Still others gave their lives talking about Jesus. Stephen kept preaching even as he was stoned to death (Acts 7:54-60). And church history tells us that all of the apostles but one died as martyrs, proclaiming the good news about Jesus to the very end.
Like the woman who found her lost coin and called her friends and family together to celebrate (Luke 15:8-9), everyone who knows Jesus can’t help speaking about him. We always talk about what we love.
Rightly did Spurgeon say, therefore, that every Christian is either a missionary or an impostor. For everyone who thinks highly of Jesus will find that their joy and their love for him can’t help running over at their mouths, like a river that overruns its banks and floods the lands with the water of life.
If Jesus is precious to you, you will not be able to keep that good news to yourself. You would tell your children, remind your spouse, and share it with friends or anyone else who would listen.
From the Overflow of the Heart, the Mouth Speaks
“But I don’t know how to talk about Jesus,” people sometimes say. “I wouldn’t know what to say.” “I’m not able to explain the gospel, as well as my pastor can.”
Those thoughts were common in Spurgeon’s day too. But gifted speaker though he was, Spurgeon knew that the “secret” to effective evangelism was not found in the sharpness of our minds or the skill of our tongues, but in the joy in our eyes and the love in our hearts.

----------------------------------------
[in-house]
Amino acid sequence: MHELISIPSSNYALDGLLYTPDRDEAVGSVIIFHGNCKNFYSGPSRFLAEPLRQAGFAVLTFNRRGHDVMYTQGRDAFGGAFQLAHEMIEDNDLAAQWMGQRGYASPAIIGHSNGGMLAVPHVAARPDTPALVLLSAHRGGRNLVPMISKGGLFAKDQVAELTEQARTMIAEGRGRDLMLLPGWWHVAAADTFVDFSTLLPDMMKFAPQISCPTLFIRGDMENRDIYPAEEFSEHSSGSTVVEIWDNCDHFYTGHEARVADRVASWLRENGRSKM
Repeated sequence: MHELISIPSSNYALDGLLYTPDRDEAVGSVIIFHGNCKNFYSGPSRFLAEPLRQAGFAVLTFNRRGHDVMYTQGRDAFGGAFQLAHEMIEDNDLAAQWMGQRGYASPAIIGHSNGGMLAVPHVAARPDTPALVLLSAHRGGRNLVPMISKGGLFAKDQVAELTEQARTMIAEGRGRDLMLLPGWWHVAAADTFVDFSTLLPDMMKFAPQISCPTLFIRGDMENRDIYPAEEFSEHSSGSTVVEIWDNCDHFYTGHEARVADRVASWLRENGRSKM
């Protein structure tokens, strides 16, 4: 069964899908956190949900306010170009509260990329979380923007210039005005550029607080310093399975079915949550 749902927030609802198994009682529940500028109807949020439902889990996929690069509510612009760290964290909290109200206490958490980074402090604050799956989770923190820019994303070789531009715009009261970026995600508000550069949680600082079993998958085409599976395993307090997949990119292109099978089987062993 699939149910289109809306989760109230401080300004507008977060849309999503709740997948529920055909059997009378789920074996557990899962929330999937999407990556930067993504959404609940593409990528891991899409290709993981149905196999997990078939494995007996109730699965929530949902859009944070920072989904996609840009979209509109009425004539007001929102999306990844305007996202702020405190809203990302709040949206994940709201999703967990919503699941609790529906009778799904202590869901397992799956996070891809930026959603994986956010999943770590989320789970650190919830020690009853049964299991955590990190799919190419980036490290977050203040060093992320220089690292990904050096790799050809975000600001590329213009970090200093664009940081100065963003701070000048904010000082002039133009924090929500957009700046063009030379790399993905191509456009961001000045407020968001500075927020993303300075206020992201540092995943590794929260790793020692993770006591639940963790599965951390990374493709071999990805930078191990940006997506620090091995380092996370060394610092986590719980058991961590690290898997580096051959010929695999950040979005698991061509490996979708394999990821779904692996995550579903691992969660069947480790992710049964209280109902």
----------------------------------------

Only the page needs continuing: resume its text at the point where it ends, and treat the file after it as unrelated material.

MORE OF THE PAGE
He said, “Without the charms of eloquence you will be more than eloquent; your heart will speak, and your eyes will flash as you talk of His sweet love. . . If you know Christ, you are as one that has found honey; you will call others to taste of it; you are like the lepers who found the food which the Syrians had cast away: you will go to Samaria and tell the hungry crowd that you have found Jesus, and will be anxious that they should find him too. . . In every place, you will proclaim the fact that Jesus is most precious to your soul.”
We always talk about what we love. If we are not talking often of Jesus, what must that say of our love for him? Every Christian is either a missionary or an impostor.
Doug Ponder is one of the founding pastors of Remnant Church in Richmond, VA, where he serves in many of the church’s teaching ministries. He has contributed to several published works and is the author of Rethink Marriage & Family. His interests include the intersection of theology, ethics, and the Christian life. Follow him on Twitter @dougponder.
The views and opinions expressed in this podcast are those of the speakers and do not necessarily reflect the views or positions of Salem Web Network and Salem Media Group.
So when sin is not being confronted, or even viewed as sin at all, it’s time to address it with the hope of gently helping to restore believers caught in its web. Here are 10 sins that often go overlooked in Christian community.
Stock Footage & Music Courtesy of Soundstripe.com Thumbnail by Getty Images